by Tammy T. Stone
She didn’t talk on the phone anymore. The phone was still installed, but it sat on a little stand on a faded plastic chair she found at the back of a Mexican restaurant. The phone gathered dust she never removed. The alleyway at the back of the Mexican restaurant, which she walked through once a week on the way to an appointment, was full of concrete and the colours of dead regal things. Wires and electrical ditties sprouted everywhere, from porous brick walls to the cavernous bottoms of doorways and crown molding like veins that pulsed the sun itself.
Some were cut and hung limp without this kind of life in it and when she saw these sprigs of former circuitry she thought the city must have died.
(In a dead city there is no room for phone calls.)
A bird came to sit on her windowsill, the one in the kitchen with its yellow walls and junk pile of dried out spices. She didn’t use her spices anymore because once her eyes started to well up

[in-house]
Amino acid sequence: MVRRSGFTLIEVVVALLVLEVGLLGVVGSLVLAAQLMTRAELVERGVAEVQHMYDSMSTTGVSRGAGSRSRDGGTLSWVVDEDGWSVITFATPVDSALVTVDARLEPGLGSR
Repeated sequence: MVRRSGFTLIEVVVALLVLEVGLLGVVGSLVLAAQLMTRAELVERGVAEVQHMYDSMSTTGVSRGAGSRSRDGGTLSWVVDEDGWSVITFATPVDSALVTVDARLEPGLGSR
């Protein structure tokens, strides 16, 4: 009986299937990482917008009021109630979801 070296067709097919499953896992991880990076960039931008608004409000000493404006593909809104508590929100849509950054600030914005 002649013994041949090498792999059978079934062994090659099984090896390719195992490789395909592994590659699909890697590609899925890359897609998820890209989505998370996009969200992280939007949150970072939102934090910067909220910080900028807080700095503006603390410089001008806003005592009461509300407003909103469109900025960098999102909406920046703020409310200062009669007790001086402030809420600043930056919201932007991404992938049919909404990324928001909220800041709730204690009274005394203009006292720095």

at everything she saw outside on her weekly walk, she realized she couldn’t smell or taste anymore. Her throat was closed. Her eyes had become wide gaping receptacles and the world knew all about it. Sometimes she thought the world flocked to her because she was the last one to see.
Every colour and shape forced themselves into her until she screamed and threw up and had nothing left inside of her that was originally her own. The dead city was deep inside her now. The bird that sat on her window wanted to poke her until she bled the city back into life.